By Alan Scherstuhl
By Charles Taylor
By Melissa Anderson
By Inkoo Kang
By Amy Nicholson
By Sam Weisberg
By Stephanie Zacharek
By Chuck Wilson
In 1982, magnetized tissues were discovered in dolphins. Scientists speculated that the clever mammals might be tuning into the earths magnetic fields to help navigate the oceans. Channel 4 was launched in England that same year, while in America the FCC eliminated restrictions on the length and frequency of TV commercials. Sun Myung Moon presided over a mass wedding at Madison Square Garden, Solidarity was banned in Poland, a Soviet spacecraft took color photographs of the surface of Venus. Disney World unveiled its Experimental Prototype Community of Tomorrow. In France, a film called Sans Soleil appeared.
The author of the film, Chris Marker, was probably born on July 29, 1921, in Neuilly-sur-Seine, though it has also been suggested that he came from Mongolia or outer space. Once attuned to Markers wavelength, either possibility seems perfectly reasonable and equally irrelevant. He has understood as well as anyone, and put into practice better than most, two defining characteristics of his agethe age of Wittgenstein and Vertigo, Heisenberg and Hello Kitty, semiotics and Windows. First, that how things mean is as significant as what they mean. Second, that as technology increasingly mediates identity, identity must develop new strategies of lightness and mobility in response to bewildering technological change. Chris Marker is equal parts auteur and avatar. Though Sans Soleil is classified as a non-fiction film, it has more in common with David Cronenbergs Videodrome (1983), William Gibsons sci-fi novel Neuromancer (1984), and the Brian Eno/David Byrne album My Life In The Bush of Ghosts (1981) than any of its documentary contemporaries.
This week the Criterion Collection releases Sans Soleil on DVD paired with La Jetée (1962), Markers most famous film even before Terry Gilliam "remade" it on an immense scale in Twelve Monkeys. Their kinship is obvious. Both invent a mutant form of science fiction. Set in the aftermath of World War III, La Jetée tells of a survivor journeying back and forth through time. A travelogue concentrated in Japan, Africa, and the matrix of digital circuitry, Sans Soleil reports on the signs and rituals of contemporary life with the curiosity of an alien anthropologist. Both are a series of images about images. La Jetée is composed entirely of still photographs (with one exception). A montage of original, archival, and appropriated footage, Sans Soleil pays special attention to advertisements, television, symbols, and simulacrum.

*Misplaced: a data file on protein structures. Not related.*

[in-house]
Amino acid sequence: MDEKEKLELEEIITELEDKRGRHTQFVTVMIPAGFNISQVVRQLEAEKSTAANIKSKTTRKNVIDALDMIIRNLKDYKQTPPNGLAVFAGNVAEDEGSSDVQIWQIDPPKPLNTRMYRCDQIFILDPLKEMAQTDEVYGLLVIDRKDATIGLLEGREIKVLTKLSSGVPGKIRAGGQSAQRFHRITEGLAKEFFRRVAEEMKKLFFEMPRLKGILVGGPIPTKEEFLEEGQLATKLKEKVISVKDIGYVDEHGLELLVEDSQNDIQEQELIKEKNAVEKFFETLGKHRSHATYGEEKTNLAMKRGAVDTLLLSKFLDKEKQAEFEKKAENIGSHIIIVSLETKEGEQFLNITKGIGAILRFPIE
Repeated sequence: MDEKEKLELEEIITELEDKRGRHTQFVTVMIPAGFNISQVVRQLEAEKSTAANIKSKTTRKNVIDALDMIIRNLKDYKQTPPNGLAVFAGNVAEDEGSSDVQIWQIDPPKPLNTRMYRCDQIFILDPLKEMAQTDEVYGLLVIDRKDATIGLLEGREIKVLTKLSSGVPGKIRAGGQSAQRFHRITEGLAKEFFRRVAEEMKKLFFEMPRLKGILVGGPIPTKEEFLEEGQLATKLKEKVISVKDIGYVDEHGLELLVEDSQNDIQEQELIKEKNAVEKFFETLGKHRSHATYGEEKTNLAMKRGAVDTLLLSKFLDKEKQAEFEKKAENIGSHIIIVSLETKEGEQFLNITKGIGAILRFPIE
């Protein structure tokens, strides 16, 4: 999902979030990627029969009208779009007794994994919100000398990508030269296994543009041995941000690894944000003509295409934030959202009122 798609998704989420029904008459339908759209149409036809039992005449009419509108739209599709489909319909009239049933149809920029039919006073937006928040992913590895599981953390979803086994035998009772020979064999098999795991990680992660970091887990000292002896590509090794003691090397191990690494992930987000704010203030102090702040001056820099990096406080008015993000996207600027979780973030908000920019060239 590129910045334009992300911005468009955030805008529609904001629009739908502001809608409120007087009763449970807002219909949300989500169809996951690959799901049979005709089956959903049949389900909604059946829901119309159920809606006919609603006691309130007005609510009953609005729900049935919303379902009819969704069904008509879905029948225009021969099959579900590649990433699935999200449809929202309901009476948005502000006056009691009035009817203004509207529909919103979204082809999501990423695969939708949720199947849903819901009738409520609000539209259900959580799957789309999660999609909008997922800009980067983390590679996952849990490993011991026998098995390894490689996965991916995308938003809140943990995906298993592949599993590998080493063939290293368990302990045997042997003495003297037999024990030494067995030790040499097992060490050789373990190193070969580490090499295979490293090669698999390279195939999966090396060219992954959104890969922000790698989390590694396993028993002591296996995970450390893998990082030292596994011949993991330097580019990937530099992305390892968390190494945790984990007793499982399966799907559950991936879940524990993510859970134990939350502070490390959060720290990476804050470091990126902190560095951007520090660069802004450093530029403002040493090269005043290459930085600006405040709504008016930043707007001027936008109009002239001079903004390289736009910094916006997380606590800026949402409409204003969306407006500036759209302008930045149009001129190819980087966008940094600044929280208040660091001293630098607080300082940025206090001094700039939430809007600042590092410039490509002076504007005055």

But I'm more interested in a difference. La Jetée is ideally viewed as a projected film. Its slideshow format makes pointed use of the fade or cut to black, reminding us, as Marker noted in a rare interview of the shutters role in cinema: Out of the two hours you spend in a movie theater, you spend one of them in the dark. It's this nocturnal portion that stays with us, that fixes our memory of a film in a different way than the same film seen on television or on a monitor.
While Sans Soleil is no less conscious of that nocturnal functionit begins by meditating on a length of black leaderit isnt the least bit compromised by home viewing. The freshest surprise from this inexhaustibly surprising film is that it plays even better on DVD than it does in a theater. This has partly to do with the emphasis on video images. When, as a projected film, Sans Soleil muses on the uncanny sense one has watching Japanese TV that the TV is watching you back, a critical space is created by one medium commenting on another. But when that same sequence is watched on TV, the distance is collapsed. Electrified, the idea is brought close.
Much in Sans Soleil benefits from that closeness, the tactile intimacy of small-scale viewing. Calling it an essay film helps describe the formal characteristics (elasticity, multiplicity, quotation), but also a sense of its beckoning quality. Like the text of a book, the text of Sans Soleil invites you to grasp, savor, underline, re-read, set it aside to revisit at whim, venture into other texts, stop and look at the world.
More than anything else, its an intimacy of voice that enlivens the home viewing of Sans Soleil, the way in which it speaks to the viewer as a friend. Framed as a series of letters sent by a peripatetic cameraman named Sandor Krasna to an unidentified woman, the aphoristic script is her commentary on his commentary, shared in turn with us. This displacement of the author gives Marker different points of view to play with: that of Sandor, whose imagistic travelogue we appear to be watching; that of the womans quizzical yet deliciously knowing voice; and that of the elusive filmmaker who, even as he hides behind this rhetorical construct can be felt shaping the design, controlling the tone, slipping in his pet touches and totems.
Engaging this multivalent, polyphonic poetry is strikingly akin to surfing the Internet. Where La Jetéeis a fixed meditation, cool and detached, the hybrid Sans Soleil is mercurial, unstable, given to flux, digression, swift juxtapositions and associative links. Theres tremendous discipline in Markers freedom, else his horde of subjects would fail to cohere so incisively. His journey through the world of appearances can gather up anything (department stores in Tokyo, markets in Africa, a poem by Basho, the grave of Rousseau, post-colonialism, and videogames) because the subject of Sans Soleil is intellection itself. A grand map of how the imaginary functions, summarizes filmmaker Jean-Pierre Gorin in an interview feature so insightful its a shame he couldnt be persuaded to do a full commentary track. Marker would be delighted to note that Gorin sits before a large painting by Manny Farber entitled, after a film by Straub-Huillet, History Lessons.
Join My Voice Nation for free stuff, film info & more!